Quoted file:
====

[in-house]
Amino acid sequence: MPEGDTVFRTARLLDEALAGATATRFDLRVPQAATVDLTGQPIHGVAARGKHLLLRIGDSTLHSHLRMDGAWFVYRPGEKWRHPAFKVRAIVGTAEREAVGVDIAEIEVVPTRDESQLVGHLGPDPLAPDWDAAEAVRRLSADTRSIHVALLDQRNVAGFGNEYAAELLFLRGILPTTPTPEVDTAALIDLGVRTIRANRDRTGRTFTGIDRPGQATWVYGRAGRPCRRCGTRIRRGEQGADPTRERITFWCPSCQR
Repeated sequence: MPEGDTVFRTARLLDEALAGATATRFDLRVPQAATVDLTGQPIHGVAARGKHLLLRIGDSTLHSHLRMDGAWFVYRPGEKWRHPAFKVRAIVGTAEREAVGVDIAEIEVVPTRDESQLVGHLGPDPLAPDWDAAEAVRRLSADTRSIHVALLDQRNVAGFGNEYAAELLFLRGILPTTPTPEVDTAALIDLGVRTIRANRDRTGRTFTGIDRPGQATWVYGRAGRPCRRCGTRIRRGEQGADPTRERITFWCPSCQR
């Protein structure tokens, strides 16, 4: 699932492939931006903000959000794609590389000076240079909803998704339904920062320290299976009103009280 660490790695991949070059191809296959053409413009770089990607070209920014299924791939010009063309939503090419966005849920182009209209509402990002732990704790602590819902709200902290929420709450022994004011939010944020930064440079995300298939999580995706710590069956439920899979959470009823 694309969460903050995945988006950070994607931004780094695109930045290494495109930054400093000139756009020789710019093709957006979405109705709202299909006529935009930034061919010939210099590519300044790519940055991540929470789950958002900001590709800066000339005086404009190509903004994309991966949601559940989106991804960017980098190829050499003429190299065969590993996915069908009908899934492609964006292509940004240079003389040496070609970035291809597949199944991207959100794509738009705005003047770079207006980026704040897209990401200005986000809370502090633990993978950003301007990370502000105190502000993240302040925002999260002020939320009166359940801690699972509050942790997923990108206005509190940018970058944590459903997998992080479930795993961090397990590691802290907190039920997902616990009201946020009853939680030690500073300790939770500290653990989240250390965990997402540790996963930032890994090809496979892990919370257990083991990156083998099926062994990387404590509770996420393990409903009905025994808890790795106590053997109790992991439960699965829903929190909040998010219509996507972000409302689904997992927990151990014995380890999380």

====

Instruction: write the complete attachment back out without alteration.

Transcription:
[in-house]
Amino acid sequence: MPEGDTVFRTARLLDEALAGATATRFDLRVPQAATVDLTGQPIHGVAARGKHLLLRIGDSTLHSHLRMDGAWFVYRPGEKWRHPAFKVRAIVGTAEREAVGVDIAEIEVVPTRDESQLVGHLGPDPLAPDWDAAEAVRRLSADTRSIHVALLDQRNVAGFGNEYAAELLFLRGILPTTPTPEVDTAALIDLGVRTIRANRDRTGRTFTGIDRPGQATWVYGRAGRPCRRCGTRIRRGEQGADPTRERITFWCPSCQR
Repeated sequence: MPEGDTVFRTARLLDEALAGATATRFDLRVPQAATVDLTGQPIHGVAARGKHLLLRIGDSTLHSHLRMDGAWFVYRPGEKWRHPAFKVRAIVGTAEREAVGVDIAEIEVVPTRDESQLVGHLGPDPLAPDWDAAEAVRRLSADTRSIHVALLDQRNVAGFGNEYAAELLFLRGILPTTPTPEVDTAALIDLGVRTIRANRDRTGRTFTGIDRPGQATWVYGRAGRPCRRCGTRIRRGEQGADPTRERITFWCPSCQR
């Protein structure tokens, strides 16, 4: 699932492939931006903000959000794609590389000076240079909803998704339904920062320290299976009103009280 660490790695991949070059191809296959053409413009770089990607070209920014299924791939010009063309939503090419966005849920182009209209509402990002732990704790602590819902709200902290929420709450022994004011939010944020930064440079995300298939999580995706710590069956439920899979959470009823 694309969460903050995945988006950070994607931004780094695109930045290494495109930054400093000139756009020789710019093709957006979405109705709202299909006529935009930034061919010939210099590519300044790519940055991540929470789950958002900001590709800066000339005086404009190509903004994309991966949601559940989106991804960017980098190829050499003429190299065969590993996915069908009908899934492609964006292509940004240079003389040496070609970035291809597949199944991207959100794509738009705005003047770079207006980026704040897209990401200005986000809370502090633990993978950003301007990370502000105190502000993240302040925002999260002020939320009166359940801690699972509050942790997923990108206005509190940018970058944590459903997998992080479930795993961090397990590691802290907190039920997902616990009201946020009853939680030690500073300790939770500290653990989240250390965990997402540790996963930032890994090809496979892990919370257990083991990156083998099926062994990387404590509770996420393990409903009905025994808890790795106590053997109790992991439960699965829903929190909040998010219509996507972000409302689904997992927990151990014995380890999380």